The Obamas didn’t talk to you for the book. So how did you get your information?
The story I wanted to write was never going to come from the Obamas’ lips. There’s so much they can’t say. I’d [previously] interviewed each of them on different topics, from religion to parenting to their marriage. I interviewed 33 White House staffers, most of them many times. I wouldn’t trade that for a quick interview with the president, because I’m not sure he’s at liberty to discuss the real questions I asked in this book. In a way, it goes to Barack Obama’s own predicament as president: He’s such a gifted storyteller. Yet can he really tell his own story anymore?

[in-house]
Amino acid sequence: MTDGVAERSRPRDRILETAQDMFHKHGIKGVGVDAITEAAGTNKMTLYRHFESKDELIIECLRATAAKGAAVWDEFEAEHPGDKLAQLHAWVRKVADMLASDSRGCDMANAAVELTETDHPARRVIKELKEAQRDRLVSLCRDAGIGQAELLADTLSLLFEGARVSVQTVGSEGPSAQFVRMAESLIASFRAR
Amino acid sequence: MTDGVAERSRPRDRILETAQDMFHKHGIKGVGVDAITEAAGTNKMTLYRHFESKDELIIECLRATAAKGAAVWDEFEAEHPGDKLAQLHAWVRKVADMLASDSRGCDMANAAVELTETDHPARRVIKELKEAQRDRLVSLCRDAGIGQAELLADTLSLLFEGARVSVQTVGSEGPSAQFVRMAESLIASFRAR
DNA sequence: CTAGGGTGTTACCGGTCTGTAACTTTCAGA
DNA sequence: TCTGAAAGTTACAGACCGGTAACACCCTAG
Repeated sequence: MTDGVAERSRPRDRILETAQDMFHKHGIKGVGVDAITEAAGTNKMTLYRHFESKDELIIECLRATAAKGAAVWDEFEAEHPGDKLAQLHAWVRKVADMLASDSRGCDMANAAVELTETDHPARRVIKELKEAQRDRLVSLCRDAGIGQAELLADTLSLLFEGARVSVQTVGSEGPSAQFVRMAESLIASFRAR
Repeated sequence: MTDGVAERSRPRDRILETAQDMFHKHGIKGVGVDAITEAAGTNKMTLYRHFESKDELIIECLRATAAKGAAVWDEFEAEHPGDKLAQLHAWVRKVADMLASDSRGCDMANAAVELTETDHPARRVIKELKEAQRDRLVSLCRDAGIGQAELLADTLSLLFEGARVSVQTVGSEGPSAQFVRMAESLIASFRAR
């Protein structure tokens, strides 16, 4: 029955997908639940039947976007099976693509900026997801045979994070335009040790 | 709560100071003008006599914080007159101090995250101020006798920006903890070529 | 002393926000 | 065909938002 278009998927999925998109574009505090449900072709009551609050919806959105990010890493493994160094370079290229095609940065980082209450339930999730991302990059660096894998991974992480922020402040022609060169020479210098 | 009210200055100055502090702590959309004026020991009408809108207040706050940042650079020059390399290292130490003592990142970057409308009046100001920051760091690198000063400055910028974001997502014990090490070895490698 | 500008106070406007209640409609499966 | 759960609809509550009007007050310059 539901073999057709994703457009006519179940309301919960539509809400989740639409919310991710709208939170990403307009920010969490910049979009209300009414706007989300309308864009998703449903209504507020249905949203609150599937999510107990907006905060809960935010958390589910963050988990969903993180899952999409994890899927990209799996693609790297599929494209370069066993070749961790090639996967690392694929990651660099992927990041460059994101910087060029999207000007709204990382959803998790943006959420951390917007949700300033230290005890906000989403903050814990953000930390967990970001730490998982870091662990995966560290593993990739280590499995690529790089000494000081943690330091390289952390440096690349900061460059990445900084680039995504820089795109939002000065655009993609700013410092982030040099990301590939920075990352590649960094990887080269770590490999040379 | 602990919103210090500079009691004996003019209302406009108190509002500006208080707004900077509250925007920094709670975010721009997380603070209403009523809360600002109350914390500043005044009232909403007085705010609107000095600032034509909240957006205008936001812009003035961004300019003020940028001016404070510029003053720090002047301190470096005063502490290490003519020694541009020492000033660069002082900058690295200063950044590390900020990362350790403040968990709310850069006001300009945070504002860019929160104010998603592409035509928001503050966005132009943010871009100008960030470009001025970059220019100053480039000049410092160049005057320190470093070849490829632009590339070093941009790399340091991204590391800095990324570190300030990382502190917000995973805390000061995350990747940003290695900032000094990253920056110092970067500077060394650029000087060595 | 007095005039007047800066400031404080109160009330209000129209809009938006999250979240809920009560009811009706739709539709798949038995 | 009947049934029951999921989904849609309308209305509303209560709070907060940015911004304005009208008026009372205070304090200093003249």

Well, ask him. I know of no federal gag order on the president.
Yet we should never judge a book without having touched its cover. This has got to be fun, considering that Kantor has accomplished one of the following feats: 1) Gathered only positive stuff from the 33 White House staffers and doesn’t feel compelled to sit down with the first couple to get their reaction; 2) gathered some edgy and negative stuff but still doesn’t feel compelled to sit down and discuss it with the first couple; or 3) knows the first couple so well that she can channel their thoughts and thus provide their likely responses to her reporting; after all, Kantor told Chicago: “They know exactly who I am. We have an intense relationship.”
Whatever the case, this approach probably wouldn’t fly at the New York Times.
And I’ve reached out to Kantor for a comment on the degree to which she’s presented her findings to the first couple and am awaiting a response.